(S)pacing Female Education in the Punjabi Sikh Diaspora: Negotiating Gender and Female Sexuality in Balli Kaur Jaswal’s Novels

Angelia Poon


In this article, I examine the work of Balli Kaur Jaswal, a Singapore-based novelist, who has written four novels about the Punjabi Sikh diaspora. I begin by establishing some of the tensions faced by a diasporic Anglophone writer today within the unequal circuits of global publishing before turning to Jaswal’s Sugarbread (2016) and Erotic Stories for Punjabi Widows (2017). Here, I examine the education and socialization of both female protagonists as they face disciplining constraints from familial ties, their patriarchal ethnic community and religious orthodoxy in the specific socio-historical national and regional spaces they inhabit. Enforced in spatial ways, these constraints operate with the threat and shame of female sexual transgression serving as their collective ideological center. At the same time, I also discuss how Jaswal appropriates the fluidity of national and diasporic spaces to explore possibilities for Sikh women’s self-assertion and independence.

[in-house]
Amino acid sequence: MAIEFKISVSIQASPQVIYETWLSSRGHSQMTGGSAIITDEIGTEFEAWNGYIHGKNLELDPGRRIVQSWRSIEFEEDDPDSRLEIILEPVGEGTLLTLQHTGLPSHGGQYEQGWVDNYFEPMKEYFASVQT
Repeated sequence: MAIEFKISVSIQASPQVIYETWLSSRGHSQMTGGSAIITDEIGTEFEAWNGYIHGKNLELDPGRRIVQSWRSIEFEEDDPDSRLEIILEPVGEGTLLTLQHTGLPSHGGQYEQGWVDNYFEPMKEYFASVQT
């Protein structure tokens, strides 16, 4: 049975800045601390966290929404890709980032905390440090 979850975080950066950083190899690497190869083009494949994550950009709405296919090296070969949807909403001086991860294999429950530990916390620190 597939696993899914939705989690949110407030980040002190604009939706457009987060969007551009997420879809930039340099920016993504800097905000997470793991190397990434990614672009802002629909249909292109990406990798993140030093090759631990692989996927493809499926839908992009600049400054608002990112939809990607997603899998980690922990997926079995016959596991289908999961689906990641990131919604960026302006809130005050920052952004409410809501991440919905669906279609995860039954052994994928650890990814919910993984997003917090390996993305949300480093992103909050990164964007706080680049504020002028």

Balli Kaur Jaswal; Singapore literature; Punjabi Sikh diaspora; space and gender politics

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